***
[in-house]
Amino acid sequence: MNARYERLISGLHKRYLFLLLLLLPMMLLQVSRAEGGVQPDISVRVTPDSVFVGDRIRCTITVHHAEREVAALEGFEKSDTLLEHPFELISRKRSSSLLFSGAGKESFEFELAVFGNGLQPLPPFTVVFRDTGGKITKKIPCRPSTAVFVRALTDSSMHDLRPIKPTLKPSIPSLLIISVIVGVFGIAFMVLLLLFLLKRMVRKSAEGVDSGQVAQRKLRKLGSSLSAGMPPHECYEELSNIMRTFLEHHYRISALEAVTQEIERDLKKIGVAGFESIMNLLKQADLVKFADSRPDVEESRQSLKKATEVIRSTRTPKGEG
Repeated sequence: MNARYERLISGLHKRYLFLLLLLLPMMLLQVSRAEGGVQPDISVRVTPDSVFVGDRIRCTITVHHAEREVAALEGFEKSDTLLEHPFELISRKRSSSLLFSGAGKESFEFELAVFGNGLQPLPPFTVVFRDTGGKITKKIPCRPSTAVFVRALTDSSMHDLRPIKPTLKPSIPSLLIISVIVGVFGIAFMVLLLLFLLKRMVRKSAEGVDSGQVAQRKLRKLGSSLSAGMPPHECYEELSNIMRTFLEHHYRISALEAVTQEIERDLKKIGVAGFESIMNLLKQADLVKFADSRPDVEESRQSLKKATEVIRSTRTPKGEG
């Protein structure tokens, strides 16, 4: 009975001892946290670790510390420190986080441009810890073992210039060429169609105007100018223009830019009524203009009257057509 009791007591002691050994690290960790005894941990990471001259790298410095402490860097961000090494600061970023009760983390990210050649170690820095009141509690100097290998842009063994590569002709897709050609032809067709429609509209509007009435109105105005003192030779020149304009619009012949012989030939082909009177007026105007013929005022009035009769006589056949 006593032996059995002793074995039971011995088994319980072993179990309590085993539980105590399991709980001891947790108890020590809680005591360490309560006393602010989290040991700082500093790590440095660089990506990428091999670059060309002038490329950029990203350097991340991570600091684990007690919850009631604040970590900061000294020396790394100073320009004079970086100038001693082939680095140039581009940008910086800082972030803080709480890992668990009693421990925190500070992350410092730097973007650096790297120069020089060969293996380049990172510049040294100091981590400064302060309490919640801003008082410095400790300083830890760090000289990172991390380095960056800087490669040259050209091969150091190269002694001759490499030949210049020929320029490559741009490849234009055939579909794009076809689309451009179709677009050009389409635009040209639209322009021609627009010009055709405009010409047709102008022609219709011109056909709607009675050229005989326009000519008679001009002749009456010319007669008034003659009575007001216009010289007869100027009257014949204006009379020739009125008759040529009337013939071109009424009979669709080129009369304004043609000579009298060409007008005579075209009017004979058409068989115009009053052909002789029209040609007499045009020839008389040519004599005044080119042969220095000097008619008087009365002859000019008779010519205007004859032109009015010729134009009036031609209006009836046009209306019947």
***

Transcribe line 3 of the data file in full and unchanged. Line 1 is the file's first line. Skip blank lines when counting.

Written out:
Repeated sequence: MNARYERLISGLHKRYLFLLLLLLPMMLLQVSRAEGGVQPDISVRVTPDSVFVGDRIRCTITVHHAEREVAALEGFEKSDTLLEHPFELISRKRSSSLLFSGAGKESFEFELAVFGNGLQPLPPFTVVFRDTGGKITKKIPCRPSTAVFVRALTDSSMHDLRPIKPTLKPSIPSLLIISVIVGVFGIAFMVLLLLFLLKRMVRKSAEGVDSGQVAQRKLRKLGSSLSAGMPPHECYEELSNIMRTFLEHHYRISALEAVTQEIERDLKKIGVAGFESIMNLLKQADLVKFADSRPDVEESRQSLKKATEVIRSTRTPKGEG